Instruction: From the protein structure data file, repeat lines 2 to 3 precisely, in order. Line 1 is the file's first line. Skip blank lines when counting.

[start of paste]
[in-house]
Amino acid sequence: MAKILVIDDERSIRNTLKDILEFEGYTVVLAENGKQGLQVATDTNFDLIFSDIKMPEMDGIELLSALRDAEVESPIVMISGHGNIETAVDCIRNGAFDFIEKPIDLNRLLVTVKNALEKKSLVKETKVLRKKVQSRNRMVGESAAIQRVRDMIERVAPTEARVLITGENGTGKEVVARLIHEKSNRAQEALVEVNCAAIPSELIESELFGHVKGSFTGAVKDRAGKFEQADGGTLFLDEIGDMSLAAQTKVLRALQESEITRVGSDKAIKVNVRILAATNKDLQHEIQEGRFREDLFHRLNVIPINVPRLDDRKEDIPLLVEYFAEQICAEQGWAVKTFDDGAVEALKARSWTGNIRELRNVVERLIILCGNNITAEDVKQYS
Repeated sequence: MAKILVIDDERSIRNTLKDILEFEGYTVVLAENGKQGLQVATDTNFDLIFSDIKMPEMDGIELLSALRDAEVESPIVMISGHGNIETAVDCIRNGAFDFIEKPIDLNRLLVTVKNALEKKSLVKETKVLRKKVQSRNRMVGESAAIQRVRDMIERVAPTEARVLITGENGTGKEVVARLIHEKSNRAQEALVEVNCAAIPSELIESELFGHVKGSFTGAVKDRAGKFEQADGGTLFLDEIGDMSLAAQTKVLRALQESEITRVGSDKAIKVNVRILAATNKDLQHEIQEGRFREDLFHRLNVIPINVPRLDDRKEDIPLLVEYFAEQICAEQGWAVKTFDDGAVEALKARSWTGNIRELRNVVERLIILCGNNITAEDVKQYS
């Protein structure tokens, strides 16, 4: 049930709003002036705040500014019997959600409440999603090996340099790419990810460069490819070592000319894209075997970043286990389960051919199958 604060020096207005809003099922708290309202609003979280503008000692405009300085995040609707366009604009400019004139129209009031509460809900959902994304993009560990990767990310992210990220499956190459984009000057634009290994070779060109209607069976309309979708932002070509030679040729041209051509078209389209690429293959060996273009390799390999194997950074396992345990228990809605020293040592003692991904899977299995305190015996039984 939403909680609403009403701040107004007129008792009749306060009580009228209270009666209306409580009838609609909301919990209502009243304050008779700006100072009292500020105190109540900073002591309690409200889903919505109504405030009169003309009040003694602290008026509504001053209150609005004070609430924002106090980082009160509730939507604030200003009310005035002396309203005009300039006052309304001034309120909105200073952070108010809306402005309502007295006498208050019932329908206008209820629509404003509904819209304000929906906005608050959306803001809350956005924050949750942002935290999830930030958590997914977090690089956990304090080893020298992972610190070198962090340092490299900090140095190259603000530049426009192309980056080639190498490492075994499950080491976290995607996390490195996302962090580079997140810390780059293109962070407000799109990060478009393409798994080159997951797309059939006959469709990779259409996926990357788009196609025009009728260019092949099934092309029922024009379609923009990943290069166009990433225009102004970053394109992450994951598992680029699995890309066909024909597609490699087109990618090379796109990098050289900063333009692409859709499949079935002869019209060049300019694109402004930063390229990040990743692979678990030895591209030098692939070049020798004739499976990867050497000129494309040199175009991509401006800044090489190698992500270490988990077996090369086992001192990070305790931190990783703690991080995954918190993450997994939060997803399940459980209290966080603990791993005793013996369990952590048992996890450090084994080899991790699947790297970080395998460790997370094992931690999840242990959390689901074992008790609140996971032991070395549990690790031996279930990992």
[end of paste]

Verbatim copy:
Amino acid sequence: MAKILVIDDERSIRNTLKDILEFEGYTVVLAENGKQGLQVATDTNFDLIFSDIKMPEMDGIELLSALRDAEVESPIVMISGHGNIETAVDCIRNGAFDFIEKPIDLNRLLVTVKNALEKKSLVKETKVLRKKVQSRNRMVGESAAIQRVRDMIERVAPTEARVLITGENGTGKEVVARLIHEKSNRAQEALVEVNCAAIPSELIESELFGHVKGSFTGAVKDRAGKFEQADGGTLFLDEIGDMSLAAQTKVLRALQESEITRVGSDKAIKVNVRILAATNKDLQHEIQEGRFREDLFHRLNVIPINVPRLDDRKEDIPLLVEYFAEQICAEQGWAVKTFDDGAVEALKARSWTGNIRELRNVVERLIILCGNNITAEDVKQYS
Repeated sequence: MAKILVIDDERSIRNTLKDILEFEGYTVVLAENGKQGLQVATDTNFDLIFSDIKMPEMDGIELLSALRDAEVESPIVMISGHGNIETAVDCIRNGAFDFIEKPIDLNRLLVTVKNALEKKSLVKETKVLRKKVQSRNRMVGESAAIQRVRDMIERVAPTEARVLITGENGTGKEVVARLIHEKSNRAQEALVEVNCAAIPSELIESELFGHVKGSFTGAVKDRAGKFEQADGGTLFLDEIGDMSLAAQTKVLRALQESEITRVGSDKAIKVNVRILAATNKDLQHEIQEGRFREDLFHRLNVIPINVPRLDDRKEDIPLLVEYFAEQICAEQGWAVKTFDDGAVEALKARSWTGNIRELRNVVERLIILCGNNITAEDVKQYS